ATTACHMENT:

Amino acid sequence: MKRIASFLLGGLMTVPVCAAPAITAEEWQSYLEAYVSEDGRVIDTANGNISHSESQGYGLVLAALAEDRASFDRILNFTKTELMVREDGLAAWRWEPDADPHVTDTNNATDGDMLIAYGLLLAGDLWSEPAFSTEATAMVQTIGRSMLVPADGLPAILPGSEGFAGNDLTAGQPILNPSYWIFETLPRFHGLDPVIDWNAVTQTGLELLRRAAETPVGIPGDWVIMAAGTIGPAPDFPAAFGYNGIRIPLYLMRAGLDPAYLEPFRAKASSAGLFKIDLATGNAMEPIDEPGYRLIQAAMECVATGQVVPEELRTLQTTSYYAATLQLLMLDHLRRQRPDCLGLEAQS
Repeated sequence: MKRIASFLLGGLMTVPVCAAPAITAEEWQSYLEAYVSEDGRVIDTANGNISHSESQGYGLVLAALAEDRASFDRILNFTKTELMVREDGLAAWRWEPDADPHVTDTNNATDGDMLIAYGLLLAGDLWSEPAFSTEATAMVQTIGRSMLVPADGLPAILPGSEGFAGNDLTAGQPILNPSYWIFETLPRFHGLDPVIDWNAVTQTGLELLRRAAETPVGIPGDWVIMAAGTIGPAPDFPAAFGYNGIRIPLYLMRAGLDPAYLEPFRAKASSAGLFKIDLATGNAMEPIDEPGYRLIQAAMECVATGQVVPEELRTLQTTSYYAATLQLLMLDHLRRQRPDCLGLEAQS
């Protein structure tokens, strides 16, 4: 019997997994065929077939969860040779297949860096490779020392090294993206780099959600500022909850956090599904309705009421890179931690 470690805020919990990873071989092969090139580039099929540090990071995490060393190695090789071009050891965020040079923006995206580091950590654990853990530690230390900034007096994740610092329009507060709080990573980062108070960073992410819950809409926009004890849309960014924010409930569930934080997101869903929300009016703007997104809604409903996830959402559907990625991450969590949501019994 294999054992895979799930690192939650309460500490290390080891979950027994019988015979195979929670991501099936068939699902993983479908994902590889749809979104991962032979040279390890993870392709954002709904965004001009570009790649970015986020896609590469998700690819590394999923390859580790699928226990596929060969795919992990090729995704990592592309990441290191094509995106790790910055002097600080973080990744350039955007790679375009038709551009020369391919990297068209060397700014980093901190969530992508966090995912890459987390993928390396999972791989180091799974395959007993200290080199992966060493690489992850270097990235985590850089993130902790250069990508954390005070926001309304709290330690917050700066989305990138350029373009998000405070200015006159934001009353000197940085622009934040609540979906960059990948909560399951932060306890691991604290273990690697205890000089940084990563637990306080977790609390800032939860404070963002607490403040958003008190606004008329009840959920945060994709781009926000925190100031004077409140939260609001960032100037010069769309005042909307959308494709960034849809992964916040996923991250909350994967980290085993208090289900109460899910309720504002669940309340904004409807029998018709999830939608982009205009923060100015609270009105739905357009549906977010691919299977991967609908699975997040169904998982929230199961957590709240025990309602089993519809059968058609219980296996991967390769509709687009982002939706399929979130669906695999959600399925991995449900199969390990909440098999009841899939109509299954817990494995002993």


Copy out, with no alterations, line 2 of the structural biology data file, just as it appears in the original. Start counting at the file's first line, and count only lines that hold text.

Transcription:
Repeated sequence: MKRIASFLLGGLMTVPVCAAPAITAEEWQSYLEAYVSEDGRVIDTANGNISHSESQGYGLVLAALAEDRASFDRILNFTKTELMVREDGLAAWRWEPDADPHVTDTNNATDGDMLIAYGLLLAGDLWSEPAFSTEATAMVQTIGRSMLVPADGLPAILPGSEGFAGNDLTAGQPILNPSYWIFETLPRFHGLDPVIDWNAVTQTGLELLRRAAETPVGIPGDWVIMAAGTIGPAPDFPAAFGYNGIRIPLYLMRAGLDPAYLEPFRAKASSAGLFKIDLATGNAMEPIDEPGYRLIQAAMECVATGQVVPEELRTLQTTSYYAATLQLLMLDHLRRQRPDCLGLEAQS